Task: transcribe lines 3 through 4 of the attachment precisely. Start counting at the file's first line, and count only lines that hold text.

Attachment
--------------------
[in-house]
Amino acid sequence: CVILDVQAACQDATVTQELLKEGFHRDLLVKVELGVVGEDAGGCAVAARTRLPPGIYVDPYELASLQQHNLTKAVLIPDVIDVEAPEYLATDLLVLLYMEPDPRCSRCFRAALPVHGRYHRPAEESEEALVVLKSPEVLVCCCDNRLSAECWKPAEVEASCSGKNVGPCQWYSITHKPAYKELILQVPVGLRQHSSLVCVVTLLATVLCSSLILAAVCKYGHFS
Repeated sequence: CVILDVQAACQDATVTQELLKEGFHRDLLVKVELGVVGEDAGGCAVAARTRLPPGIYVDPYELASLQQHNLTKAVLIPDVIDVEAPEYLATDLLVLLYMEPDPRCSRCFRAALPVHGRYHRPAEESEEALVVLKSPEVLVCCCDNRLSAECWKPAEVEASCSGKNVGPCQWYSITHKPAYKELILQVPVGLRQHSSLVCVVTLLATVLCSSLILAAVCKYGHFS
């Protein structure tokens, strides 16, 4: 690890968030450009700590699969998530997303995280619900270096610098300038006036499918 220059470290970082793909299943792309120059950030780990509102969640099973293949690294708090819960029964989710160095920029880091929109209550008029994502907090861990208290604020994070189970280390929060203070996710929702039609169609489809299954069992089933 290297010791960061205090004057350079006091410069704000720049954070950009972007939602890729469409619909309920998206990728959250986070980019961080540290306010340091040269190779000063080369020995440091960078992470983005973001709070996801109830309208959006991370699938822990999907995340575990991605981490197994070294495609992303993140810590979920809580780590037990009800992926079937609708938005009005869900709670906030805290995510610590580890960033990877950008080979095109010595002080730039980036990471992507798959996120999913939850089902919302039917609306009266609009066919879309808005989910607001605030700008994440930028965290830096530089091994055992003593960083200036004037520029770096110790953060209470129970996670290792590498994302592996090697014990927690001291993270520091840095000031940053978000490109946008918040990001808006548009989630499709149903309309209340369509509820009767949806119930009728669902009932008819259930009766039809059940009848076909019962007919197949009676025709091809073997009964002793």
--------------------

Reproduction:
Repeated sequence: CVILDVQAACQDATVTQELLKEGFHRDLLVKVELGVVGEDAGGCAVAARTRLPPGIYVDPYELASLQQHNLTKAVLIPDVIDVEAPEYLATDLLVLLYMEPDPRCSRCFRAALPVHGRYHRPAEESEEALVVLKSPEVLVCCCDNRLSAECWKPAEVEASCSGKNVGPCQWYSITHKPAYKELILQVPVGLRQHSSLVCVVTLLATVLCSSLILAAVCKYGHFS
């Protein structure tokens, strides 16, 4: 690890968030450009700590699969998530997303995280619900270096610098300038006036499918 220059470290970082793909299943792309120059950030780990509102969640099973293949690294708090819960029964989710160095920029880091929109209550008029994502907090861990208290604020994070189970280390929060203070996710929702039609169609489809299954069992089933 290297010791960061205090004057350079006091410069704000720049954070950009972007939602890729469409619909309920998206990728959250986070980019961080540290306010340091040269190779000063080369020995440091960078992470983005973001709070996801109830309208959006991370699938822990999907995340575990991605981490197994070294495609992303993140810590979920809580780590037990009800992926079937609708938005009005869900709670906030805290995510610590580890960033990877950008080979095109010595002080730039980036990471992507798959996120999913939850089902919302039917609306009266609009066919879309808005989910607001605030700008994440930028965290830096530089091994055992003593960083200036004037520029770096110790953060209470129970996670290792590498994302592996090697014990927690001291993270520091840095000031940053978000490109946008918040990001808006548009989630499709149903309309209340369509509820009767949806119930009728669902009932008819259930009766039809059940009848076909019962007919197949009676025709091809073997009964002793």